There are conflicting opinions about defined contribution (DC) plan participants mixing target date funds (TDFs) with other investment options in their retirement portfolios? For a small percentage of participants, this might be a reasonable strategy, but for most it is not.
A recent article in the Vanguard Blog for Institutional Investors written by Cynthia Pagliaro endorses mixing TDFs with other investment options in a retirement savings account for participants who know what they’re doing, but this is a rare few.
The story by Vanguard found that approximately 22% of all TDF investors are “strategic mixed investors.” This small but savvy group may pair a TDF with another investment option that’s either more aggressive or conservative than the asset allocation inside their TDF, depending on their personal preferences and needs. As long as expense ratios remain reasonable, and participants are willing to accept the added responsibility of monitoring and managing these investments on their own, this practice of mixing investments could work well for them.
Of course, it isn’t for everyone. In fact, most of the industry frowns on mixing TDFs with other investments, claiming it’s a misuse of what is designed to be an “all-in-one” investment solution. But if we’ve learned anything since the passage of the 2006 Pension Protection Act, which ultimately fostered widespread adoption of TDFs as default investment solutions for many plans, it’s that participants are anything but typical.
So a “one-size-fits-all” TDF may not be the perfect fit for every participant. As such, it’s necessary that we adapt our thinking and support participants who want to explore more flexible, innovative investment allocations. That is, as long as they are making smart investment decisions that are in their best interests.
Additionally, mixed investing isn’t always participant-directed. Sometimes, there are plan-level reasons that participants are invested in a combination of TDFs and other investment options. Breaking it down by the numbers, in DC plans record kept at Vanguard that offered TDFs at year-end 2015, 70% of participants owned TDFs. Of these, 60% were pure TDF investors — owning no other investment option — and 40% were mixed investors who owned a TDF and other outside funds. Of the 40% mixed investors, nearly half were a result of plan sponsor actions, and more than half were participant-directed.
Mixed investments can happen at the plan level, for example, when a sponsor adds a TDF or other funds to a participant’s portfolio via employer contributions, makes recordkeeping changes, or swaps funds in the investment menu. So a participant who’s invested in a TDF but receives a match in company stock would be a mixed investor.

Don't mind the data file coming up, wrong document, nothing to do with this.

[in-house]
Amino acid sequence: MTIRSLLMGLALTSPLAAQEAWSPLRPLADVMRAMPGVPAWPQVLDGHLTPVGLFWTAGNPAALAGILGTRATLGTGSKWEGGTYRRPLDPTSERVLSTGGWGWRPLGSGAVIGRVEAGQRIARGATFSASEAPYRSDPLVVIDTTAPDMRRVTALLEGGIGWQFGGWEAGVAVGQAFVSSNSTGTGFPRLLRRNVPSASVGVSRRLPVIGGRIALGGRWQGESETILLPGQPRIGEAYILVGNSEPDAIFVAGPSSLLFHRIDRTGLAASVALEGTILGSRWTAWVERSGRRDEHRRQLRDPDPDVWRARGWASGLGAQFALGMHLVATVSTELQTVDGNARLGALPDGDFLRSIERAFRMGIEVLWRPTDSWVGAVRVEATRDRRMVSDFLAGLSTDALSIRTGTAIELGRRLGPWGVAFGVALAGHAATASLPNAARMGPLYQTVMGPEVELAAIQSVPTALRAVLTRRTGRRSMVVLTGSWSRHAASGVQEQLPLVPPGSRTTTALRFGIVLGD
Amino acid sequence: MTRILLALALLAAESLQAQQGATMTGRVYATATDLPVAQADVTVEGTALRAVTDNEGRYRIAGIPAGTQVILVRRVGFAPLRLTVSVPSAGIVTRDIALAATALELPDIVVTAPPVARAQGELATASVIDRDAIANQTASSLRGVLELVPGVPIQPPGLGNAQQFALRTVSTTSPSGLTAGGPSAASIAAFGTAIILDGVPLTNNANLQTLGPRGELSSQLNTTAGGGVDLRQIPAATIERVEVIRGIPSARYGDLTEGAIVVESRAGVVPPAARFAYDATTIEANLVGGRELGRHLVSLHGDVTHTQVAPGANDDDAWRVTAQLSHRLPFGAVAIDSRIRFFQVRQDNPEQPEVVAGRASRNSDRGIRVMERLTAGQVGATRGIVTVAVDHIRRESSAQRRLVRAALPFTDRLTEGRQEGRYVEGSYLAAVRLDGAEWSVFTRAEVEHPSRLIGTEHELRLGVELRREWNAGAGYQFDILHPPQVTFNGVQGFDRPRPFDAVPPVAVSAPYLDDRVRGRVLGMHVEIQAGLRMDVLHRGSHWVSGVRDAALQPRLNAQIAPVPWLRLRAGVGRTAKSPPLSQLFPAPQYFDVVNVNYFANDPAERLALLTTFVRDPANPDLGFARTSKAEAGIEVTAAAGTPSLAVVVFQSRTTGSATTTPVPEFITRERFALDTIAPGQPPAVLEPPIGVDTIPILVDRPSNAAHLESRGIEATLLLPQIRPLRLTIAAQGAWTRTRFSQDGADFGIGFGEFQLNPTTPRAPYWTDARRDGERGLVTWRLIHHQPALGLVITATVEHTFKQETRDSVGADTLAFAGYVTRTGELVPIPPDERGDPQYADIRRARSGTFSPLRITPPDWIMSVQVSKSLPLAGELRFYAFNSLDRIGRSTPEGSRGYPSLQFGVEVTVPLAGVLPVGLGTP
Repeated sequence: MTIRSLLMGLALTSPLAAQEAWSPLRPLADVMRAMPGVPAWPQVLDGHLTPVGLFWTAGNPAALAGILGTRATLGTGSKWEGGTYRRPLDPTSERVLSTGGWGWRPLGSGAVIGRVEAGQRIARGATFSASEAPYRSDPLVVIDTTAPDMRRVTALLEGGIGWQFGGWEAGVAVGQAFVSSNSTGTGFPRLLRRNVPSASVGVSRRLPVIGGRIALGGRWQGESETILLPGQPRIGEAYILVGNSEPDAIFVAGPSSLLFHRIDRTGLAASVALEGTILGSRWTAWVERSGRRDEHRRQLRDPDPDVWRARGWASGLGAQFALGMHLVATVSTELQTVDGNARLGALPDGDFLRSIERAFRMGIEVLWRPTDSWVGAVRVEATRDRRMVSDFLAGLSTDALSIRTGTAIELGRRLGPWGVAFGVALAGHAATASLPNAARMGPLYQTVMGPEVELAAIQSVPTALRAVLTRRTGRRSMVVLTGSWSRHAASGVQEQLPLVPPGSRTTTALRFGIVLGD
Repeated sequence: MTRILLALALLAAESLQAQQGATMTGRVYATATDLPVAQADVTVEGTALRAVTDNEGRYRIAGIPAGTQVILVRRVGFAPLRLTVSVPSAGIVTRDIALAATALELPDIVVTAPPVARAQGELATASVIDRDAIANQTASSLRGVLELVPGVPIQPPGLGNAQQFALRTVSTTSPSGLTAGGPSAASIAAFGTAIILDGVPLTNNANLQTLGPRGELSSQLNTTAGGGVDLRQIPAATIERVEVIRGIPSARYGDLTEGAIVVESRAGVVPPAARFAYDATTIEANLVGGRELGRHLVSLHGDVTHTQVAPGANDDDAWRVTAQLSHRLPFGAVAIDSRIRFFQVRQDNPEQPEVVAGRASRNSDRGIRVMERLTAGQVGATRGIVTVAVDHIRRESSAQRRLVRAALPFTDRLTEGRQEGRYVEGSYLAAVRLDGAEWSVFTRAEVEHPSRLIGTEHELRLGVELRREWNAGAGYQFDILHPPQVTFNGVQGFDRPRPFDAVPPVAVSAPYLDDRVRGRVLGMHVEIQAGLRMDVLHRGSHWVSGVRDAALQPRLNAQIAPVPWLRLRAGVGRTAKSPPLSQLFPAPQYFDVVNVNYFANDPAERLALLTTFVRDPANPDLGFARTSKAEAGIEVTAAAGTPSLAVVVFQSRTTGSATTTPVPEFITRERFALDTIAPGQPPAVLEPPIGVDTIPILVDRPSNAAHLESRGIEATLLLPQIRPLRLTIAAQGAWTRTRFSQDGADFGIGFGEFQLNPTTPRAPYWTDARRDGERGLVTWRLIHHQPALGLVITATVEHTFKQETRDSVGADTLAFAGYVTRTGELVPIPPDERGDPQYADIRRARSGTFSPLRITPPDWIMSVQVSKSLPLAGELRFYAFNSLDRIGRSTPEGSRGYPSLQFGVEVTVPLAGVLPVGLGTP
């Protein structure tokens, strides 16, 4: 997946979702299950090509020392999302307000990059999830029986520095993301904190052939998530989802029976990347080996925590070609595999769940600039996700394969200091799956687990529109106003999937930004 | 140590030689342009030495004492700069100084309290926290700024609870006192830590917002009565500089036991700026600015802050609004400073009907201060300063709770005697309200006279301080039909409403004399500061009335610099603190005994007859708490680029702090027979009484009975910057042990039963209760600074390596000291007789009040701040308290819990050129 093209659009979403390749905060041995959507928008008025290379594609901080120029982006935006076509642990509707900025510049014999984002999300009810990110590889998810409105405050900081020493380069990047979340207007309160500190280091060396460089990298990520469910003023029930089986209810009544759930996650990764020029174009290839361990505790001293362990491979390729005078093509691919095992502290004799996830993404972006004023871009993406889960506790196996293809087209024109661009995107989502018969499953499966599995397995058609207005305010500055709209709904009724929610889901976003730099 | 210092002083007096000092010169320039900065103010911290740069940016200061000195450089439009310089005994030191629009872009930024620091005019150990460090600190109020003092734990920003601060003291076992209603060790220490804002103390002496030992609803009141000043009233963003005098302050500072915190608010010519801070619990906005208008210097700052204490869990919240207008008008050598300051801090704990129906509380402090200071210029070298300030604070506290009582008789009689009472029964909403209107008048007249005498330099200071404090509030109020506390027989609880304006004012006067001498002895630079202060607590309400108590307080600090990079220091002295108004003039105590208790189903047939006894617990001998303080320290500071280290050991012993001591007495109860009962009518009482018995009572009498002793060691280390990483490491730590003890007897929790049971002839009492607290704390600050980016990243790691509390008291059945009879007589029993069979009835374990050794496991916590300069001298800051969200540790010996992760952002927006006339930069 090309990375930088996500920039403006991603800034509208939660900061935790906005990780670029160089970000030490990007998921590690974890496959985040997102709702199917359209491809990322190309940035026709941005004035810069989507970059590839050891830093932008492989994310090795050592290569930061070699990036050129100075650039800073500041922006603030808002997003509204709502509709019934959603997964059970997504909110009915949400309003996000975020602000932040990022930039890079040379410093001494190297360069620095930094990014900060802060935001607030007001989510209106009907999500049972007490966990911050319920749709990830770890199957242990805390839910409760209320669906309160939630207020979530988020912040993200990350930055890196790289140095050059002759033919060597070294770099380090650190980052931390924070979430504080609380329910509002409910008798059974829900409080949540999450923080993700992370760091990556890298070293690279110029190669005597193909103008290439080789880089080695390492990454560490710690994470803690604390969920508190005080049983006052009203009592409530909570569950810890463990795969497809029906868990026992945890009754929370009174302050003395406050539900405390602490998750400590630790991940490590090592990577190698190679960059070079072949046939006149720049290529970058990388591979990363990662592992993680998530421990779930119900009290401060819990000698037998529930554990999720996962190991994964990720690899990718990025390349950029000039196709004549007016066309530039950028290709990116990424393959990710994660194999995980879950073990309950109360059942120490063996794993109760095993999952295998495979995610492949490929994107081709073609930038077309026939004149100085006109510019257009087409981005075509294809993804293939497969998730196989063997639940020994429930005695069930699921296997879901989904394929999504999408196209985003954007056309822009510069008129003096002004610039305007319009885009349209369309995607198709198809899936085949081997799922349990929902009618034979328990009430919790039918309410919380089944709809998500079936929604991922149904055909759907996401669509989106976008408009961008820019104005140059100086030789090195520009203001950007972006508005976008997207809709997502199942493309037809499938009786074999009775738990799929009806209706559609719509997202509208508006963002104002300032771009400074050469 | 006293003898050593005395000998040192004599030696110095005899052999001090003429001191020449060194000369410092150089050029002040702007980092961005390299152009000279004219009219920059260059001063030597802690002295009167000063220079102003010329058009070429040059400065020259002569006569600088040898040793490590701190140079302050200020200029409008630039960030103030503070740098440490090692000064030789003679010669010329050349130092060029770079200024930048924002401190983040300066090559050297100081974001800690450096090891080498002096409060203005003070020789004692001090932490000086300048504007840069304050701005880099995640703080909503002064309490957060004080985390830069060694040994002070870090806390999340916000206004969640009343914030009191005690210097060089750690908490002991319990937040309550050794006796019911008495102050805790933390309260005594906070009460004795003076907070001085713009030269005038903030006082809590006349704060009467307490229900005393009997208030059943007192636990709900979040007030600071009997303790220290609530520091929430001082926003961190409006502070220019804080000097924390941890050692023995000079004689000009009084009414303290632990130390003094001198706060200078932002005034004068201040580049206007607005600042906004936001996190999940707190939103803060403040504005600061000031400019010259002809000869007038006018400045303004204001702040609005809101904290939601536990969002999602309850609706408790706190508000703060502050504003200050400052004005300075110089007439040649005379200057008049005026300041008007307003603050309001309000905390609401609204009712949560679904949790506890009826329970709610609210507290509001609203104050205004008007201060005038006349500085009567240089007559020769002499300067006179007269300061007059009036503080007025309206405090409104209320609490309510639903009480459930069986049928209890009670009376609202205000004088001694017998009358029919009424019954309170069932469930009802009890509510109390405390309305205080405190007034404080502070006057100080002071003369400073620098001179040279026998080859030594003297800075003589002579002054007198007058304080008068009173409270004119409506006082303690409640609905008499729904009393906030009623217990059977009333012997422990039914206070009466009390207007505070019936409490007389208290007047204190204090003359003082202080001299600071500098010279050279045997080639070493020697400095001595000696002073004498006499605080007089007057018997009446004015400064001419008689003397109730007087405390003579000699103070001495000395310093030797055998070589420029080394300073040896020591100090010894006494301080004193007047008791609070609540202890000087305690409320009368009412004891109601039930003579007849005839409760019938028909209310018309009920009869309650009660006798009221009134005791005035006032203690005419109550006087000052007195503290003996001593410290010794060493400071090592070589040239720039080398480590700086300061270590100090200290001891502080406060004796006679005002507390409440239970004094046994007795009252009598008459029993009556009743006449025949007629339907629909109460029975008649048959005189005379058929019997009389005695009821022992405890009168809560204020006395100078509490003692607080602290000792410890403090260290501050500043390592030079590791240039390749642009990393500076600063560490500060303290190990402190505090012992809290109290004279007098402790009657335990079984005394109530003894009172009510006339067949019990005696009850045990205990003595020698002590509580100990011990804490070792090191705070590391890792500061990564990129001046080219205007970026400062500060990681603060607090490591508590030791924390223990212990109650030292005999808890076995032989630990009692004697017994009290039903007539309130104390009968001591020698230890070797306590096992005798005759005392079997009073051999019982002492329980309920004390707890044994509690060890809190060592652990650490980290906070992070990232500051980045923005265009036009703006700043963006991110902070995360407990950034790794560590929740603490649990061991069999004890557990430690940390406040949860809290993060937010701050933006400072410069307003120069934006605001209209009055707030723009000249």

The good news is, sponsors are well within their fiduciary rights in situations like these, where participants become mixed investors through no action of their own. Participants can easily adjust a default allocation or exchange an employer contribution. However, sponsors should educate participants and make sure they understand the choices that are available.
Still, participants can get into trouble by choosing too many investment options, thus over-diversifying their portfolios. Vanguard found that approximately 4% of participants hold as many as eight funds, including a TDF. As such, they might have redundant funds in their portfolios, or end up paying excessive active management fees.
To help mitigate over-diversification risk, plan sponsors can offer managed account advisory services, which enable participants to customize professionally managed investment portfolios according to their specific needs. Sponsors might also consider implementing automatic enrollment or doing a re-enrollment to encourage participants to select just one target date fund.
While too much diversification isn’t advised, for more financially savvy participants who understand how to maximize the benefits of TDF combined with other funds, a mixed investment strategy might be just right.
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